How Pure Sunfarms is navigating marijuana sector ‘reckoning’: Q&A with CEO Mandesh Dosanjh

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Image of Mandesh Dosanjh

(Photo courtesy of Pure Sunfarms)

Pure Sunfarms knew the time would come when the British Columbia-based producer would need to expand cultivation at its massive marijuana greenhouse, even as some competitors were closing and selling facilities for pennies on the dollar.

In an interview with MJBizDaily, CEO Mandesh Dosanjh explained why that time is now.

“Our foundations are strong. We’re profitable. So our business model works. And part of that thesis was always that we can own a bigger share of cultivation in Canada,” he said.

“And we’re unleashing that plan.”

Dosanjh said a “reckoning” is taking hold in the broader Canadian market, with some producers closing their doors, others watching their market share shrink and at least one choosing to exit the cannabis industry altogether.

In the interview, Dosanjh also talked about how his vision differs from those of some of his competitors.

For instance, Pure Sunfarms is focused on where it believes money can be made now, prompting its entry into the European market via the Netherlands.

“To us, it’s about meaningful deals and meaningful revenue and not chasing something that’s fairy dust,” he said.

MJBizDaily also spoke with Dosanjh about price commoditization and the purchase of Quebec-based Rose Life Sciences by Pure Sunfarms’ parent, Village Farms International.

Pure Sunfarms’ success in flower is not crossing into other categories yet. What are you doing to make up ground in vapes and pre-rolls?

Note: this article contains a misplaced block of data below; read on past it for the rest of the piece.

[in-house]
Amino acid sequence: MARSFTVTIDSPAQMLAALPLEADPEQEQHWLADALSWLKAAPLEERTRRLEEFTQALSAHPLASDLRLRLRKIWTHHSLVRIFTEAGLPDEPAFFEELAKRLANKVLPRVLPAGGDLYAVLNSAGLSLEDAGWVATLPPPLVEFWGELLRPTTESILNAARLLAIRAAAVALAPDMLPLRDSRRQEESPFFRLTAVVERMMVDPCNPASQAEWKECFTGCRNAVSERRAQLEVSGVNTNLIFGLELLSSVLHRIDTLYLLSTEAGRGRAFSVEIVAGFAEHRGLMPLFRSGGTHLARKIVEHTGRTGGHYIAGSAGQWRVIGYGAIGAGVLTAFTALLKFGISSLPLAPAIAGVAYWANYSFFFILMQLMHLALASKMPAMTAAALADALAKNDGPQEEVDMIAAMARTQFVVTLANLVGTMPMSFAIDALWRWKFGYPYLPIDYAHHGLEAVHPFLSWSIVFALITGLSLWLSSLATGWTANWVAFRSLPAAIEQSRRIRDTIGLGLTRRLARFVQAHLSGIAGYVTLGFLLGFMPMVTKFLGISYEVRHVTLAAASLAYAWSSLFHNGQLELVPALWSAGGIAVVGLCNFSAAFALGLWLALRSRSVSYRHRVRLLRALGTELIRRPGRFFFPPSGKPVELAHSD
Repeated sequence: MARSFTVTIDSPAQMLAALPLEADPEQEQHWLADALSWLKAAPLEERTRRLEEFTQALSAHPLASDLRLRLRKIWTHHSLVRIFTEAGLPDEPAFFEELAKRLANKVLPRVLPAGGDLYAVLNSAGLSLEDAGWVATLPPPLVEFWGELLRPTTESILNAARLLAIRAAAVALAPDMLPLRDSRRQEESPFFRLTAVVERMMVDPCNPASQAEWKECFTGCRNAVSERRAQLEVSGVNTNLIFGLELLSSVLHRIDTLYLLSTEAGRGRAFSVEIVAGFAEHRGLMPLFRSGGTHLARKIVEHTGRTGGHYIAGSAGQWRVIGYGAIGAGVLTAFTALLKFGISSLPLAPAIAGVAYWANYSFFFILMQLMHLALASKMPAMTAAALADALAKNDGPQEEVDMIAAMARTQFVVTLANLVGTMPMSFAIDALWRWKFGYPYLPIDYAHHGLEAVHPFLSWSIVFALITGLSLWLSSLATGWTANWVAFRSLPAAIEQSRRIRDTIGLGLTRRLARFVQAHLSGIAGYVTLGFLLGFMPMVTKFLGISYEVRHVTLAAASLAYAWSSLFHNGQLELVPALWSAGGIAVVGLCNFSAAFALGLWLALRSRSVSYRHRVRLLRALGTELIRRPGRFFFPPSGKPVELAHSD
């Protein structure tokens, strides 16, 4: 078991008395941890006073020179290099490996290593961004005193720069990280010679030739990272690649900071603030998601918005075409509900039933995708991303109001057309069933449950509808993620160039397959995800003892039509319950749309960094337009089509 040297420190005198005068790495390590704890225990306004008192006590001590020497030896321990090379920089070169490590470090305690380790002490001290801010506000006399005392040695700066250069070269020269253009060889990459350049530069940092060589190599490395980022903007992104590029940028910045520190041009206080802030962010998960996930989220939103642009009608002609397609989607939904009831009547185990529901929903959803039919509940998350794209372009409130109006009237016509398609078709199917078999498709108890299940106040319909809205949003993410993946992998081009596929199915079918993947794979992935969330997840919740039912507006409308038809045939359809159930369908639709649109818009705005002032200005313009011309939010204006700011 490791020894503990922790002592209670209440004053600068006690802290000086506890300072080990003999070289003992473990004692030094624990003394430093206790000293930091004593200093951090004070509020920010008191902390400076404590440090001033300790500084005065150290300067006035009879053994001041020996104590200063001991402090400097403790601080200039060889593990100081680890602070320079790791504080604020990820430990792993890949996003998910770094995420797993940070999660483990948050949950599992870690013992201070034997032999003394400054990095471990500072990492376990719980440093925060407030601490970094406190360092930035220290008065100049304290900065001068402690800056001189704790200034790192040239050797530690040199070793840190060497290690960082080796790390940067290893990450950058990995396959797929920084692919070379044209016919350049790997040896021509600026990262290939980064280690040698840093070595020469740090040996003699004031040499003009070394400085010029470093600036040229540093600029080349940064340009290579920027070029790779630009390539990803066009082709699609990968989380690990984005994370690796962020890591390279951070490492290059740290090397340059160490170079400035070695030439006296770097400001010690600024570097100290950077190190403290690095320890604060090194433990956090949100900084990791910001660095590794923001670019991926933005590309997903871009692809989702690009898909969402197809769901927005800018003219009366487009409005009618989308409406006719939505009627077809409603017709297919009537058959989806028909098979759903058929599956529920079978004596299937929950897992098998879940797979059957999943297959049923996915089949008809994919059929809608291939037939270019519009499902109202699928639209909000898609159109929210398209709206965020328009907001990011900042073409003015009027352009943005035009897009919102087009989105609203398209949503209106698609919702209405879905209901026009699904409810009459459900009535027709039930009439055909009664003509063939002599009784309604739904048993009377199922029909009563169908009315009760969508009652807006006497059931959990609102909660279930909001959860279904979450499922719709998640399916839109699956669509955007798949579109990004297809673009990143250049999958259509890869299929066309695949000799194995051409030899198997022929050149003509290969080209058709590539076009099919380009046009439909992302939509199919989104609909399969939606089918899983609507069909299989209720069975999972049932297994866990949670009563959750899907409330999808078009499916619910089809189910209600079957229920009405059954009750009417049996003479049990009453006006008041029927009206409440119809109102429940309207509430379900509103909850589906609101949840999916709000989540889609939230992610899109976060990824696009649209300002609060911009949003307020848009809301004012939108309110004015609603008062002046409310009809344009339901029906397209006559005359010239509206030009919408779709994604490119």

Flower will always be the largest part of the market. We’ve seen that in mature spaces.

I think the next-biggest opportunity for us in flower is pre-rolls.

We’ve never been the first. We’re always there to be the best. And so we wanted to perfect and focus on flower and then get into other segments.

We’ve seen a trajectory there. We cannot keep that product in stock, (so) we’re building out capability in scale.

My view on 2.0 is that you’re going to see massive price commoditization.

The 2.0 space is nowhere near as profitable as anybody thought it would be. And licensed producers are just continuing to try and buy market share.

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(Vapes) is a segment we want to continue to be in, will continue to optimize. But I’m not very bullish on that as a segment right now, because of the commoditization.

But I am pleased with our performance. And I think we have more to offer and will continue to win and will continue to do it profitably.

And doing it profitably is at the core of what we do, not necessarily what everyone else does.

Why did your parent company buy Rose Life Sciences and not one of the other dozens of licensed producers in Quebec?

The Rose business is more than just an asset. It is a way of being in Quebec, and we were happy to partner with them.

One of the most important things is the people. The CEO, the founders, the team that is there are incredible. And we’re going to keep all of that intact.

This is about taking a Quebec business and backing it with the Pure Sunfarms and Village Farms horsepower to grow it in Quebec.

It was multifaceted around the performance, the people and the positioning. So it was kind of a trifecta, versus just going in and buying an asset and barging our way into Quebec.

That’s not how you do it. That’s not how you win over that culture. It’s not how you win over that province. It’s not how you do things the right way.

And we want to do things the right way for the long term.